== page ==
Still fuming, she jammed the helmet on her head and leaned in, glowering at the back of Selena’s jacket..

“I can try to get their attention, make enough of a diversion to give you guys some space,” Selena said.

“What if they shoot at us?” Maya asked.

“Can’t you turn into metal?”

“Well…yeah…But they could still outrun us…”

“Oh, sweetheart,” Selena said. “No one outruns me. Especially not some dumbass white sedan.” To Carter’s surprise, that coaxed a quirk of a smile on Maya’s face.

“Fine,” she said. “But if I get shot, you’re buying me a new shirt.”

“I’ll buy you a new shirt anyway. That one’s awful.” Ignoring Maya’s frown, she glanced back at Carter. “Meet you at base.”

“Good luck,” he said.

“Like I need it.” She pulled her own helmet on and revved up the engine.

As the bike veered out of the lot, Carter hoisted the girl in his arms an turned to Ethan. “Come on,” he said. “I know a shortcut.”

* * * *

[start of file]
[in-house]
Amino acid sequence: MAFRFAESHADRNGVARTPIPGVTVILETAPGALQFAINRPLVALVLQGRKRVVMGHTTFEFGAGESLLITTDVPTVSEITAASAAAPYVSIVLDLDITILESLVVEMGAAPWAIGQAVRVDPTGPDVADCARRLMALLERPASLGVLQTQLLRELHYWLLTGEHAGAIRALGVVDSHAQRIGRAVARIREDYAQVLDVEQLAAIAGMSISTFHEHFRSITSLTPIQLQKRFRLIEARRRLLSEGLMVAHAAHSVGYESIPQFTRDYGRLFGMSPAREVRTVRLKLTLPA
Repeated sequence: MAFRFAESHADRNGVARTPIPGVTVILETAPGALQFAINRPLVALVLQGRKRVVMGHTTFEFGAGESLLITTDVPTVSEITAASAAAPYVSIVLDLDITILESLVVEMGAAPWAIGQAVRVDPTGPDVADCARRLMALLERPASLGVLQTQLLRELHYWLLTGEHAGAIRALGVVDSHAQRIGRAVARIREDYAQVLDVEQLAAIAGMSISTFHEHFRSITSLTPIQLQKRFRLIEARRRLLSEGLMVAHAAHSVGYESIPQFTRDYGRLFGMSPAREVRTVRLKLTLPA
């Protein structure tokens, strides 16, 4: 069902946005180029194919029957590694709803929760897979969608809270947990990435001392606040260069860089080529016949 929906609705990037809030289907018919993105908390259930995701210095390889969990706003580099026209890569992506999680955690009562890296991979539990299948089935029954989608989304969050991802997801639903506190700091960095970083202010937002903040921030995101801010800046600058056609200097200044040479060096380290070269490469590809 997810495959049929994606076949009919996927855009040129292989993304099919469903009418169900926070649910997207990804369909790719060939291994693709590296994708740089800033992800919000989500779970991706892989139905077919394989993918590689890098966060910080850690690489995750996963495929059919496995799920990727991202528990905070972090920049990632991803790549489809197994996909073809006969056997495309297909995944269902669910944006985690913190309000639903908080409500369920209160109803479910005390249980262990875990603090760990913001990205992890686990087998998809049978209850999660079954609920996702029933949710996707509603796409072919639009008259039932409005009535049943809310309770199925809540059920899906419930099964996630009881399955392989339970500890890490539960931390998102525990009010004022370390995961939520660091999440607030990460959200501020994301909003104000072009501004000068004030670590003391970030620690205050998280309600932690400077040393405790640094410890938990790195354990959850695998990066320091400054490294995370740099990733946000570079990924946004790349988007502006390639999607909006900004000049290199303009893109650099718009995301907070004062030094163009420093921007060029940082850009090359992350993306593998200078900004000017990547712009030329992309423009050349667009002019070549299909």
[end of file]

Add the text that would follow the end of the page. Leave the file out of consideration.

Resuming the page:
Aaron exhaled as the world slowed around him.

Tara’s face was caught somewhere between confusion and surprise. Lucia had already started to reach a hand toward her, anticipating Aaron’s plan.

Well, it was more of a vague idea than a plan.

He ran back through the bakery, hopping a fallen chair and almost stumbling over a pack of spilled jars. The door was closed, but the broken window only had a loose tarp pinned over it. He pushed his power further, slowing time as close to a standstill as he could. The pressure was like a vise around his chest, and it took concentration to keep breathing regularly. You practiced this, he reminded himself. Panic makes it worse.

Cautious to avoid the shards of glass still embedded in the frame, he slipped past the tarp, ruffling it as little as he could manage as he stepped over the sill onto the sidewalk outside.

It was more than a little unnerving to find himself surrounded.

The empty street was now occupied by a pair of black vans, parked in front of the storefront like a barricade. The six people Lucia had predicted was about right, although the glaring headlights made it hard to be certain.